While Roy is adamant that the boys’ school he attends does not make much of an effort to educate the students about bullying and inculcate positive behaviour, he professed to being in the process of cutting out the acts of bullying he used to revel in, thanks to a few friends who sat him down and told him to cut it out.
“My teachers punished me, caned me, again and again. Nothing really helped. I don’t think there’s a proper solution, other than maturing and finding good friends who are good influences.
“It’s less about the textbooks and talks, but more about the role models you see in real life, your peers, and your mental capacity to not succumb to peer pressure to be a bully.”
Aware that a child’s involvement in school is not limited to how much they learn in class, 45-year-old Serina Chiang always makes it a point to enquire about her children’s social lives during parent-teacher meetings, and not just on their academic progress.
Chiang, who has two children aged 11 and 13, told The Pride: “I’ll ask (the teachers) if they noticed my children having trouble making friends, and very often the teachers will know because they are able to observe what goes on in school.”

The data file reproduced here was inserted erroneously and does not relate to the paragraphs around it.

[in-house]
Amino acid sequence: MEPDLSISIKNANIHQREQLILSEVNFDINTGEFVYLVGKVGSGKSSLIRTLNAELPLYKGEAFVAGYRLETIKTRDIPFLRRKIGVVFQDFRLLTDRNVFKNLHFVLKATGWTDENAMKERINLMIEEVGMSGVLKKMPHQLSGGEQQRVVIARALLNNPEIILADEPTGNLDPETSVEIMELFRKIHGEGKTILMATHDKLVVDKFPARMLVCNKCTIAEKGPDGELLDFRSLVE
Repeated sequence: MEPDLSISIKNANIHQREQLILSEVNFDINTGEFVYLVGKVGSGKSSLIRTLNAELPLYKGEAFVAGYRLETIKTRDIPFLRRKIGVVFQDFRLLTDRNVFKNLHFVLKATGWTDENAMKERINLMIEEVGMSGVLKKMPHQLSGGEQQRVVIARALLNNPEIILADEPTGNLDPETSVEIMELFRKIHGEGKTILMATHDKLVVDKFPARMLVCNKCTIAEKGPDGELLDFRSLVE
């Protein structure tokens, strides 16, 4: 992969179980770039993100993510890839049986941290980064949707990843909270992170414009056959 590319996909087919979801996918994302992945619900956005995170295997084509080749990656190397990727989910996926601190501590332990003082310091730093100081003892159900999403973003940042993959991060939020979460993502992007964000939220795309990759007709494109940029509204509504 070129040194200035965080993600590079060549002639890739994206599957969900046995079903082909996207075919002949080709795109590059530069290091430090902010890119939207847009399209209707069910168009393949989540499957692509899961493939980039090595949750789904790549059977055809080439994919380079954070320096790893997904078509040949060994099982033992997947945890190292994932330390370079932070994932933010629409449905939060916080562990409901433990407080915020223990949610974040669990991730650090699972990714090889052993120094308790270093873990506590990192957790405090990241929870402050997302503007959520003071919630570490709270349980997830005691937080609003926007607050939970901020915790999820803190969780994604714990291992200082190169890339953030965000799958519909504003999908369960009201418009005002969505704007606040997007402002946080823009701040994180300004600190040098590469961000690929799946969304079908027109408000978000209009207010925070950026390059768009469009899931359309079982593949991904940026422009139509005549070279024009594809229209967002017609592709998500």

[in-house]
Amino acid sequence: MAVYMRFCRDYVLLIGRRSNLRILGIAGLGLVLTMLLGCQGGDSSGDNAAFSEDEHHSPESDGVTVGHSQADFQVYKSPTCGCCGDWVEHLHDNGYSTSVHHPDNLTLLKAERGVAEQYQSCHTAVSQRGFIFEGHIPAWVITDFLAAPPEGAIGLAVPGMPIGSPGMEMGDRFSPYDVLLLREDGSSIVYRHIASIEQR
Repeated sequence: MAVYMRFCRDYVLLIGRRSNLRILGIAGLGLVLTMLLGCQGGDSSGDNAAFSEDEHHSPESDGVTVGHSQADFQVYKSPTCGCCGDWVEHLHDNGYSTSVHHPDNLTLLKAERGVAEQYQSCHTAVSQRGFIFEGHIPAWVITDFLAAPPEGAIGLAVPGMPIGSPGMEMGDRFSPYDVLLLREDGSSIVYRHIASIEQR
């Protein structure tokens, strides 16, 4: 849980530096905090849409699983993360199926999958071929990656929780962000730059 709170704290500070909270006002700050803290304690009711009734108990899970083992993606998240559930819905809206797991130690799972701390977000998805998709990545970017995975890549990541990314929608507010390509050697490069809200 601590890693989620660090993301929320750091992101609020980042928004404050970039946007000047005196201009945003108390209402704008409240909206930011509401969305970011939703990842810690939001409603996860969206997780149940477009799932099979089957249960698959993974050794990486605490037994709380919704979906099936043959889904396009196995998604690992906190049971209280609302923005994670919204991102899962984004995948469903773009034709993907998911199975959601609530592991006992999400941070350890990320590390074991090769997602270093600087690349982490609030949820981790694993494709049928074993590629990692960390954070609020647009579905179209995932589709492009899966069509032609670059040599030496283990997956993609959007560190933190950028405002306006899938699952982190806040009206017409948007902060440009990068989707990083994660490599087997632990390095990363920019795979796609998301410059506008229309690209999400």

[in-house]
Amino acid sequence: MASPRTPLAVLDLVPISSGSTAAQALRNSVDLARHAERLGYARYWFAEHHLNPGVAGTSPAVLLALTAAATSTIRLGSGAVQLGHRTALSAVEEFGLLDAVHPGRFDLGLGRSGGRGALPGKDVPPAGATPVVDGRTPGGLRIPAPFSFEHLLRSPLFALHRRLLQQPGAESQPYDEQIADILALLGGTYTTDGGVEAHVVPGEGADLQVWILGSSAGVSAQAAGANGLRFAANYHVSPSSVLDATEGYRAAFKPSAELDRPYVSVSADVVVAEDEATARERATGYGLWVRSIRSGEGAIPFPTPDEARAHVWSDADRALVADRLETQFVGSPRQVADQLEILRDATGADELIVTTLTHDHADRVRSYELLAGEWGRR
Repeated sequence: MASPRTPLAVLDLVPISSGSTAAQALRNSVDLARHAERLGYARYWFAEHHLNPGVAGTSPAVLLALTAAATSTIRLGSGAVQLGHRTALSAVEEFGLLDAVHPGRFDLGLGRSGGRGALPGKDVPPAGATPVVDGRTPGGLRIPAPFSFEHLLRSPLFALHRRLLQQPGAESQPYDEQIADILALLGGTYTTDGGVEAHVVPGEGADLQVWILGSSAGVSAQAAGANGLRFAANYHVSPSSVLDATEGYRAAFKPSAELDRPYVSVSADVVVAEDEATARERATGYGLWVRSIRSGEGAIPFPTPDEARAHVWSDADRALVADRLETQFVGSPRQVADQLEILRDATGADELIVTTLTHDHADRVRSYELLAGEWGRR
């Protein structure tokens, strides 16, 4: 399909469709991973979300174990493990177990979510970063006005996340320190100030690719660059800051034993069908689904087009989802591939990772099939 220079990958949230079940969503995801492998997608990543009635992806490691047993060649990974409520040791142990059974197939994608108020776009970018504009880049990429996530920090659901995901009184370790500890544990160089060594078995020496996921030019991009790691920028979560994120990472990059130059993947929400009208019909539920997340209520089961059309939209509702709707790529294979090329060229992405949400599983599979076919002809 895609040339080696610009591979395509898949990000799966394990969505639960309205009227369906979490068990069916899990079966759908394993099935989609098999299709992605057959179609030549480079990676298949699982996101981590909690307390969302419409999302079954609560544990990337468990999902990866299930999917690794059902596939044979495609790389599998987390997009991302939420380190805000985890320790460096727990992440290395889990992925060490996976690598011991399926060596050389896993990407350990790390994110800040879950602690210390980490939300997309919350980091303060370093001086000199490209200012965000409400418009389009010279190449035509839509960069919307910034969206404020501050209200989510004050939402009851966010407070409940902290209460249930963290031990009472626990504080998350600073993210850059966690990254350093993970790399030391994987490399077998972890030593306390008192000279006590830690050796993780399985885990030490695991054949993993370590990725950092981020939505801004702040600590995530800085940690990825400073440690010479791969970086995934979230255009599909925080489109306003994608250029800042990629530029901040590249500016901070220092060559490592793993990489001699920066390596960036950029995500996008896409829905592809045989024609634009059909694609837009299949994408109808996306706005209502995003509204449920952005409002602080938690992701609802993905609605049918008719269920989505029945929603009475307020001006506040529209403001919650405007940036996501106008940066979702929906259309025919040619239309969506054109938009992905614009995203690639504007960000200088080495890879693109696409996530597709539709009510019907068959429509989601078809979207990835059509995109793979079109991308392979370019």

By and large, Chiang maintains confidence that schools are doing their part to help weed out bullying and ensure that young victims know where to turn to for help.
Even so, she sees the importance of parents practising open communication with their children, so the children know they can go to them for help.
She explained: “We always tell the kids that whatever it is they’re going through – whether they’re afraid, or having a hard time, or find themselves in any trouble – to come and talk to us instead of keeping it to themselves.”
Looking back on how she was victimised in secondary school, Rabi said: “In hindsight, I think I would have suffered less if I had just brought (the bullying) up to someone earlier. I knew where to go, but I was too embarrassed to do so.”
On what it would take to stop youth bullying, she pointed to a need to reflect on the impact of one’s words and actions before saying or doing anything.
“I think people should think before they speak. When we’re young, we’re a bit more reckless, we may do things without thinking, but I don’t think it’s impossible.”